In general, in one aspect, the invention relates to a system for tracing on a processor, comprising a first buffer, wherein the first buffer is set to active, a second buffer, wherein the second buffer is set to inactive, an execution control block associated with a probe configured to obtain data from the probe, and a tracing framework configured to store the data in the first buffer and configured to set the first buffer to inactive and the second buffer to active, wherein the tracing framework is configured to issue a cross-call prior to setting the first buffer to inactive and the second buffer to active.

In general, in one aspect, the invention relates to a network system having a plurality of nodes, comprising a processor, a first buffer associated with the processor, wherein the first buffer is set to active, a second buffer associated with the processor, wherein the second buffer is set to inactive, an execution control block associated with a probe configured to obtain data from the probe, and a tracing framework configured to store the data in the first buffer and configured to set the first buffer to inactive and the second buffer to active, wherein the tracing framework is configured to issue a cross-call prior to setting the first buffer to inactive and the second buffer to active, wherein the processor executes on any node of the plurality of nodes, wherein the first buffer executes on any of the plurality of nodes, wherein the second buffer executes on any of the plurality of nodes, wherein the execution control block executes on any of the plurality of nodes, and wherein the tracing framework executes on any of the plurality of nodes.

Other aspects of the invention will be apparent from the following description and the appended claims.

BRIEF DESCRIPTION OF DRAWINGS

FIG. 1 shows a flow diagram detailing the collection of data in accordance with one embodiment of the invention.

FIG. 2 shows a buffer layout in accordance with one embodiment of the invention.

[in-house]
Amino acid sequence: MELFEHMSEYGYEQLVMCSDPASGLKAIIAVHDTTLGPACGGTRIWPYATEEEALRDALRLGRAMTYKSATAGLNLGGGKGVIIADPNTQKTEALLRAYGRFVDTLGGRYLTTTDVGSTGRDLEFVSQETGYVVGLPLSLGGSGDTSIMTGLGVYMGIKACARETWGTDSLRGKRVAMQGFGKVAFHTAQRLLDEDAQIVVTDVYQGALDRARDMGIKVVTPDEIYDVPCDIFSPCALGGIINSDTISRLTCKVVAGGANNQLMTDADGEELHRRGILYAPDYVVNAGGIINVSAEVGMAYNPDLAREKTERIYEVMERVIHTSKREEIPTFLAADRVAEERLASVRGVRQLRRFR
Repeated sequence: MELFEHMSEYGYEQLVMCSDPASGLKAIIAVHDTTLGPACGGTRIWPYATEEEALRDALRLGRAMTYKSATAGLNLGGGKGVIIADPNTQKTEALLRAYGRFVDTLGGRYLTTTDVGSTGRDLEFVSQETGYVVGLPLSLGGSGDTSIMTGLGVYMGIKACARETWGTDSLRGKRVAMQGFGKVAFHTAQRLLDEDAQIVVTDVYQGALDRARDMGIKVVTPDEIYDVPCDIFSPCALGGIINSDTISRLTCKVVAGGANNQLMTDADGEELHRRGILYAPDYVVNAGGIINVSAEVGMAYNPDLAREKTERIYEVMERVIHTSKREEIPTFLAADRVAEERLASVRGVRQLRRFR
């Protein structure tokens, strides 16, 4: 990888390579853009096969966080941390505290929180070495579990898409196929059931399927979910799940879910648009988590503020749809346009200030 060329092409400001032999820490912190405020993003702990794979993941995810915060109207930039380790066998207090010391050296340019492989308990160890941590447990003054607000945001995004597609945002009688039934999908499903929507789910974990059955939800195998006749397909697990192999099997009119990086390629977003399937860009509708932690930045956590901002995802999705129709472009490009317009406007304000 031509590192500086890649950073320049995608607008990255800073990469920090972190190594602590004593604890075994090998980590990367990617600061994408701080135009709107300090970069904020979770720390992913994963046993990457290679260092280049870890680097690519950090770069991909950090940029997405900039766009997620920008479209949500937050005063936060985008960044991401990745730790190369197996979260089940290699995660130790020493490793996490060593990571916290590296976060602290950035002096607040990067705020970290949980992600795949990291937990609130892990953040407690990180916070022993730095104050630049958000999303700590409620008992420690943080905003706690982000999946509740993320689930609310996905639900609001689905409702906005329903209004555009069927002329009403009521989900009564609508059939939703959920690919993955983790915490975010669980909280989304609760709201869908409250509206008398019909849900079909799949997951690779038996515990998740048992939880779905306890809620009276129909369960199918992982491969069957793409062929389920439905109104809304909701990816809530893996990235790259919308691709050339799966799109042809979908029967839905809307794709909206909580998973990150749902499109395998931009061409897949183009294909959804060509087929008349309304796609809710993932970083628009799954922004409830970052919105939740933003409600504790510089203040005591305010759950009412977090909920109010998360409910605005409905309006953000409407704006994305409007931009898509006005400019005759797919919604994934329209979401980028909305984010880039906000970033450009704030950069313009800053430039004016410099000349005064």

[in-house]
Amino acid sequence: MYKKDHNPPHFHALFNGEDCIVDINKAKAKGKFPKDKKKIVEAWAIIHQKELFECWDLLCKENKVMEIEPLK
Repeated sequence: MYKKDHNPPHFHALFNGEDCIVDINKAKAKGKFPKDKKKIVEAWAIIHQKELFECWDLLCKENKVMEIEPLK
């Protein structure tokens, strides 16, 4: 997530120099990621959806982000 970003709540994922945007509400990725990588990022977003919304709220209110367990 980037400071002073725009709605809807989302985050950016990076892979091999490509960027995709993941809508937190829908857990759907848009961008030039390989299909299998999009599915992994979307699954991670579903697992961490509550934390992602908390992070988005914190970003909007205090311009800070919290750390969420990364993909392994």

FIG. 3 shows an enabled probe identification (“EPID”)-Metadata table layout in accordance with one embodiment of the invention.

FIG. 4 shows a detailed view of a tracing framework in accordance with one embodiment of the invention.

FIG. 5 shows a flowchart in accordance with one embodiment of the invention.

FIG. 6 shows a flowchart in accordance with one embodiment of the invention.

FIG. 7 shows a flowchart in accordance with one embodiment of the invention.

FIG. 8 shows a flowchart in accordance with one embodiment of the invention.

FIG. 9 shows a networked computer system in accordance with one embodiment of the invention.

DETAILED DESCRIPTION

Specific embodiments of the invention will now be described in detail with reference to the accompanying figures. Like elements in the various figures are denoted by like reference numerals for consistency.

In the following detailed description of embodiments of the invention, numerous specific details are set forth in order to provide a more thorough understanding of the invention. However, it will be apparent to one of ordinary skill in the art that the invention may be practiced without these specific details. In other instances, well-known features have not been described in detail to avoid obscuring the invention.

The invention relates to a method and apparatus for multiplexing a probe using a tracing framework that supports one or more consumers. Further, the invention relates to method and apparatus for synchronizing a multiplexed probe.